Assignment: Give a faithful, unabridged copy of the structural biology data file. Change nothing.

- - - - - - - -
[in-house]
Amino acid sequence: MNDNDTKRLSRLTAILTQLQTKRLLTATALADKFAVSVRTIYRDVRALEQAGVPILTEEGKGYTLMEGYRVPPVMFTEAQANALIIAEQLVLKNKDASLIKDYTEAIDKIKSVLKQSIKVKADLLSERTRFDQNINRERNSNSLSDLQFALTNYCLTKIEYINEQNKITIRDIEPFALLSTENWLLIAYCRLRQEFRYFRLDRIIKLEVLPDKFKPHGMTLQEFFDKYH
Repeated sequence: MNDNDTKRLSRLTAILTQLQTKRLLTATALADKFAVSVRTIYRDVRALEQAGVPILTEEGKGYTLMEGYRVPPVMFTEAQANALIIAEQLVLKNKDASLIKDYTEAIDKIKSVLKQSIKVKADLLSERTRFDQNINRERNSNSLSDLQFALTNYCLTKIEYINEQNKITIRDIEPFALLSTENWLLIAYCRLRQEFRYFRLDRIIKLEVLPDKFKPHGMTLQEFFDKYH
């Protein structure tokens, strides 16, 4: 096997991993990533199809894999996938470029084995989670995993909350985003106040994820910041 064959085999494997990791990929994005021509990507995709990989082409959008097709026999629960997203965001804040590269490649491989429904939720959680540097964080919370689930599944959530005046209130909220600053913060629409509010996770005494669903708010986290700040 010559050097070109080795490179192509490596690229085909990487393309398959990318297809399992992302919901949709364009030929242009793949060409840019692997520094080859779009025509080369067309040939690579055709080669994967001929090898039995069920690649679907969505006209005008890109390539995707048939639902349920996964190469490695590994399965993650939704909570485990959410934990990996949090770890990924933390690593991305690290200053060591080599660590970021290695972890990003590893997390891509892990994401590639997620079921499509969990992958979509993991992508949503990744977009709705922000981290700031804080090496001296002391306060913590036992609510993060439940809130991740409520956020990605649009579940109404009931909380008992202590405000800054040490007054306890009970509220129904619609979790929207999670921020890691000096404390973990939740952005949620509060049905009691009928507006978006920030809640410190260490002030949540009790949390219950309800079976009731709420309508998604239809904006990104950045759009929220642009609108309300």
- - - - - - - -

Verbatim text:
[in-house]
Amino acid sequence: MNDNDTKRLSRLTAILTQLQTKRLLTATALADKFAVSVRTIYRDVRALEQAGVPILTEEGKGYTLMEGYRVPPVMFTEAQANALIIAEQLVLKNKDASLIKDYTEAIDKIKSVLKQSIKVKADLLSERTRFDQNINRERNSNSLSDLQFALTNYCLTKIEYINEQNKITIRDIEPFALLSTENWLLIAYCRLRQEFRYFRLDRIIKLEVLPDKFKPHGMTLQEFFDKYH
Repeated sequence: MNDNDTKRLSRLTAILTQLQTKRLLTATALADKFAVSVRTIYRDVRALEQAGVPILTEEGKGYTLMEGYRVPPVMFTEAQANALIIAEQLVLKNKDASLIKDYTEAIDKIKSVLKQSIKVKADLLSERTRFDQNINRERNSNSLSDLQFALTNYCLTKIEYINEQNKITIRDIEPFALLSTENWLLIAYCRLRQEFRYFRLDRIIKLEVLPDKFKPHGMTLQEFFDKYH
């Protein structure tokens, strides 16, 4: 096997991993990533199809894999996938470029084995989670995993909350985003106040994820910041 064959085999494997990791990929994005021509990507995709990989082409959008097709026999629960997203965001804040590269490649491989429904939720959680540097964080919370689930599944959530005046209130909220600053913060629409509010996770005494669903708010986290700040 010559050097070109080795490179192509490596690229085909990487393309398959990318297809399992992302919901949709364009030929242009793949060409840019692997520094080859779009025509080369067309040939690579055709080669994967001929090898039995069920690649679907969505006209005008890109390539995707048939639902349920996964190469490695590994399965993650939704909570485990959410934990990996949090770890990924933390690593991305690290200053060591080599660590970021290695972890990003590893997390891509892990994401590639997620079921499509969990992958979509993991992508949503990744977009709705922000981290700031804080090496001296002391306060913590036992609510993060439940809130991740409520956020990605649009579940109404009931909380008992202590405000800054040490007054306890009970509220129904619609979790929207999670921020890691000096404390973990939740952005949620509060049905009691009928507006978006920030809640410190260490002030949540009790949390219950309800079976009731709420309508998604239809904006990104950045759009929220642009609108309300």